Older Breast Cancer Patients can Tolerate Adjuvant Therapy with Doxorubicin and Cyclophosphamide
Traditionally, older women with breast cancer are given less aggressive chemotherapy than younger women, primarily because of concern about increased toxicity.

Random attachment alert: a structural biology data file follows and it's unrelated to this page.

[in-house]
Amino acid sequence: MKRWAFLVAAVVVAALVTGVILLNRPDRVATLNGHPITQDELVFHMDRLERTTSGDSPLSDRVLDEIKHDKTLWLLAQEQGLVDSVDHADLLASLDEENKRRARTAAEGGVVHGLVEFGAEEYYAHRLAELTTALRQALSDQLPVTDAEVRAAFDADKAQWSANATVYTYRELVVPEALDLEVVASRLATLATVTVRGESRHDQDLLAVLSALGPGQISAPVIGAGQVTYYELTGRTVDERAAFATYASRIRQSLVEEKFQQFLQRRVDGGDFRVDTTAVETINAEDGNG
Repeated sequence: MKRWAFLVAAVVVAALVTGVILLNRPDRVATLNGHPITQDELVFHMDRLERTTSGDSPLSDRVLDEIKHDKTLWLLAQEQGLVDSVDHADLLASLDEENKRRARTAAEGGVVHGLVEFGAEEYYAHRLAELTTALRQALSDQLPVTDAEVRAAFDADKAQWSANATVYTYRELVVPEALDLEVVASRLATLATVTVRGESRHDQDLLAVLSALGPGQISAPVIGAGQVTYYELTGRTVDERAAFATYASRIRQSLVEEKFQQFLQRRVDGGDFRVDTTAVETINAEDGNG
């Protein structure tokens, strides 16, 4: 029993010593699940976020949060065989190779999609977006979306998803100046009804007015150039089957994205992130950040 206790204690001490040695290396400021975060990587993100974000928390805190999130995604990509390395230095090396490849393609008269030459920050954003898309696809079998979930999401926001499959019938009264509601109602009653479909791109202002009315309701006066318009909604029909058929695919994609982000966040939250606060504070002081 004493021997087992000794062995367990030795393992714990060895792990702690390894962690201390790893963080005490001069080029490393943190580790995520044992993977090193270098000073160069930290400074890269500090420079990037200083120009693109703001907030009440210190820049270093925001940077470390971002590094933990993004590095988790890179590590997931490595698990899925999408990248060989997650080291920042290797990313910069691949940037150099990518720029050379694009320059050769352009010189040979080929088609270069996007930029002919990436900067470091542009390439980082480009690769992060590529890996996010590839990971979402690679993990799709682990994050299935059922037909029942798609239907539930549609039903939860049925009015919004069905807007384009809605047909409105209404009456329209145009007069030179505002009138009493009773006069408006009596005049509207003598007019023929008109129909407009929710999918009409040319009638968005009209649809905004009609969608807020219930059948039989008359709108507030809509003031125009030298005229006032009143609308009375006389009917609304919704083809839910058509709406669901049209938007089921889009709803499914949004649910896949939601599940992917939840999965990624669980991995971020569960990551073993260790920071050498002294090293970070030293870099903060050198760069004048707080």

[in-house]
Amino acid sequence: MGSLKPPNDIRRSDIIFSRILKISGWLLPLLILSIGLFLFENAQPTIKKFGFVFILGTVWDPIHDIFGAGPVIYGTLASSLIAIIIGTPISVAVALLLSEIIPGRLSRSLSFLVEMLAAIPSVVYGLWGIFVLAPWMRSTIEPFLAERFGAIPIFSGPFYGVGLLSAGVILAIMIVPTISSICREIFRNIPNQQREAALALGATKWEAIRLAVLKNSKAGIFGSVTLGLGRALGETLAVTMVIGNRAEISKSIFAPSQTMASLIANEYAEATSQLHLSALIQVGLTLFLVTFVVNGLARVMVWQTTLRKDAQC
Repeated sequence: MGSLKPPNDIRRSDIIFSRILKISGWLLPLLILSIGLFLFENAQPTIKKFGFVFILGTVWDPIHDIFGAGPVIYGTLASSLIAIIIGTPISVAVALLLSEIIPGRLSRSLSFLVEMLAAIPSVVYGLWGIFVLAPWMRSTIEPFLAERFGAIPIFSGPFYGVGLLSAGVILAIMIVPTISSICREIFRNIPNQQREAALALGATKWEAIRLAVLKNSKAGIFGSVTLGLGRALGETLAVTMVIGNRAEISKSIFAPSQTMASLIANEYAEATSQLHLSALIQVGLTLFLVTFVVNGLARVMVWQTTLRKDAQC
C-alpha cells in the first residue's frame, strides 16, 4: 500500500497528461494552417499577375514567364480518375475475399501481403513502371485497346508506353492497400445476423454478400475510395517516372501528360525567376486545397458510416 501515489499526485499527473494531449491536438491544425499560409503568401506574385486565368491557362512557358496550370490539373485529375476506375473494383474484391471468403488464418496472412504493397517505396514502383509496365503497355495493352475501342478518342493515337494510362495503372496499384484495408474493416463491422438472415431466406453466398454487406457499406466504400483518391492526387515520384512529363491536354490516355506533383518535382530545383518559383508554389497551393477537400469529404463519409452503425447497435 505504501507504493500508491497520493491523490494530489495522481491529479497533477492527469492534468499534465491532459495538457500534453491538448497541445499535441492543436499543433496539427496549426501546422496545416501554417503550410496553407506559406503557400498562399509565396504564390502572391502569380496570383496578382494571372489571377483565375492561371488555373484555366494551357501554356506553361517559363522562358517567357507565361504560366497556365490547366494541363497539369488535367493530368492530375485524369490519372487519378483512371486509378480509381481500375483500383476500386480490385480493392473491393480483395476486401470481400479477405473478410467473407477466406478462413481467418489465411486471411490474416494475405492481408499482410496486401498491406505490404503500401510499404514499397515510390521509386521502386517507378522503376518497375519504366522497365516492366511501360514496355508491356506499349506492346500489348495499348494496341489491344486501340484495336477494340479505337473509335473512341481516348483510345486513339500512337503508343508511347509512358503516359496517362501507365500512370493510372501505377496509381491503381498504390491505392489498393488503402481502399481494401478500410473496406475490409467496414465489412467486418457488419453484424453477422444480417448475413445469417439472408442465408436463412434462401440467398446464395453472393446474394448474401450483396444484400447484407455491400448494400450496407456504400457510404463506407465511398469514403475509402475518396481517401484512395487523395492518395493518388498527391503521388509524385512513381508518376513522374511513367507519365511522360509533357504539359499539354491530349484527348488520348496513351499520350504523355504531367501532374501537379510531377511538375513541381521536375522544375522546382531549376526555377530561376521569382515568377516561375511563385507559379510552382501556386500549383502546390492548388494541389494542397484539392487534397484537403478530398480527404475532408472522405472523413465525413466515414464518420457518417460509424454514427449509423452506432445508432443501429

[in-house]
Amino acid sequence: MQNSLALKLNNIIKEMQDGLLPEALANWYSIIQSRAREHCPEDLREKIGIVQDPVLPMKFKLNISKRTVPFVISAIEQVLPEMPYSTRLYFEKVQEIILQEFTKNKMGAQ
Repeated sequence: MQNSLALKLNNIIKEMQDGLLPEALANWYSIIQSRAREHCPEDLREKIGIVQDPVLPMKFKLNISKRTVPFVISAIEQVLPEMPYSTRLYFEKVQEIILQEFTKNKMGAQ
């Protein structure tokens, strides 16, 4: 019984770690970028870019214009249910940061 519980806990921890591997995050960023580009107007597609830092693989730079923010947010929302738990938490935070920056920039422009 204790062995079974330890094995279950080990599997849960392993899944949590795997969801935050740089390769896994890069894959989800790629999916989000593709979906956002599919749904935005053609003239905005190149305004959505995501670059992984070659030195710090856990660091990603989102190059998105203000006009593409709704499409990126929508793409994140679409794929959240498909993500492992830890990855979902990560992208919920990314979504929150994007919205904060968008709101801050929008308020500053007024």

This study demonstrates that older women receiving adjuvant chemotherapy do not experience clinically significant increases in toxicity. In this study, 44 women aged 35 to 79 with early stage breast cancer received four cycles of adjuvant therapy with the widely-used combination of Doxorubicin and cyclophosphamide. Researchers evaluated study participants in two groups -- patients younger than age 65 and patient 65 or older -- and found no clinically significant differences in toxicities, such as decreases in white blood cell count, cardiac function, and quality of life between the groups. These findings suggest that older age alone should not exclude women with breast cancer from receiving this chemotherapy regimen or from participating in clinical trials.